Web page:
The director of the Samaritan's Purse emergency field hospital operating in New York City's Central Park said the group will "absolutely not" turn away queer COVID-19 patients, despite the parent organization's views on homosexuality.
"We treat all people without regard to race, sexual orientation, gender, anything," Dr. Elliott Tenpenny told Cheddar Thursday. "The only thing we care about is who's in need."
The project in partnership with Mount Sinai has faced some controversy surrounding the religious views of Samaritan's Purse, an evangelical Christian relief organization. Franklin Graham, the son of late televangelist Billy Graham, runs Samaritan's Purse.
New York City Council Speaker Corey Johnson spoke out against him in a tweet on Tuesday.
"Franklin Graham has a long history of spewing anti-LGBTQ hate speech and I find it extremely troubling that he and his organization are involved in our relief efforts in any way," Johnson said in a statement.
As of Thursday morning, Mayor Bill de Blasio had yet to visit the site. He said his administration will monitor the situation to make sure there is no discrimination.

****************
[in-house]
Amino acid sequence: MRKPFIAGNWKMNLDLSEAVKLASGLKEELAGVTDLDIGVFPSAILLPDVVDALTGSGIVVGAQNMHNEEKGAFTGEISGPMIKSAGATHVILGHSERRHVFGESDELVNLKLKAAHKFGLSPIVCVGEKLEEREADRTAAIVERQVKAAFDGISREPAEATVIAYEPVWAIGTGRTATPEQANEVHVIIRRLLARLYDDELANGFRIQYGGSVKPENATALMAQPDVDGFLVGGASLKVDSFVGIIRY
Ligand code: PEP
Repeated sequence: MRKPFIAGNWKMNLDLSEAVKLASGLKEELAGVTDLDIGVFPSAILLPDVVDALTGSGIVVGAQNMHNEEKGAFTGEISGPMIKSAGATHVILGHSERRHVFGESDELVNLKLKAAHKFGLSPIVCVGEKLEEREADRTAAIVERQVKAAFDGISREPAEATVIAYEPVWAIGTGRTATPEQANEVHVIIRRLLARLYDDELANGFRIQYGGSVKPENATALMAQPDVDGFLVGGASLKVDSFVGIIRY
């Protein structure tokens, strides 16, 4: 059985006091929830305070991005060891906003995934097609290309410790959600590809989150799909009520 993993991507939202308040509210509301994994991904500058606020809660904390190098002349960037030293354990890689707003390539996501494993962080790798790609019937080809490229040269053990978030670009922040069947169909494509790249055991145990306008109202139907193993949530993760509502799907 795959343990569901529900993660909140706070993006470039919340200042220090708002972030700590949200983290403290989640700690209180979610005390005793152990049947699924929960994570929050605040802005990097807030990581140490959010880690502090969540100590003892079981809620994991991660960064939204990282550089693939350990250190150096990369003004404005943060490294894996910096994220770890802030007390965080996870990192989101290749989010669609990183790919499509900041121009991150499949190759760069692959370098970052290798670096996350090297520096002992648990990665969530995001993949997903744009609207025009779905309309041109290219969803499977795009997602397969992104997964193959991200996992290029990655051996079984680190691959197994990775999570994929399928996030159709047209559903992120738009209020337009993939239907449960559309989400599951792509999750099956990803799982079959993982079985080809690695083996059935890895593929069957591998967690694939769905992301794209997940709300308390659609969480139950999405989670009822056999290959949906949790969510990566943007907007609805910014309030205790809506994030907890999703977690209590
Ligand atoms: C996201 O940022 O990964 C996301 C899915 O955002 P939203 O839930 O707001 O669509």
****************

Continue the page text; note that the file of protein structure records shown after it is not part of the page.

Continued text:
Dr. Tenpenny said Thursday he has worked in war zones in Iraq, even treating ISIS patients.
"With only regards to who needed it, who was wounded, who was necessary, who needed the care," he said. "And that's all we care about here in New York."
Dr. Tenpenny has experience treating patients suffering from Ebola in West Africa, but said he never thought he'd be working in Central Park.
Six tractor-trailers carried the 68-bed unit to New York Saturday morning. The field hospital began treating patients Wednesday.
Around the world, health care workers have faced shortages of protective equipment including masks. Dr. Tenpenny said the organization has enough supply to maintain the Central Park location and its similar field hospital in northern Italy for "the full deployment."
He said it's not clear how long the field hospital will remain in Central Park.
"The truth is we don't know," Dr. Tenpenny said. "We just don't know. The need of the world is concentrated here in New York City."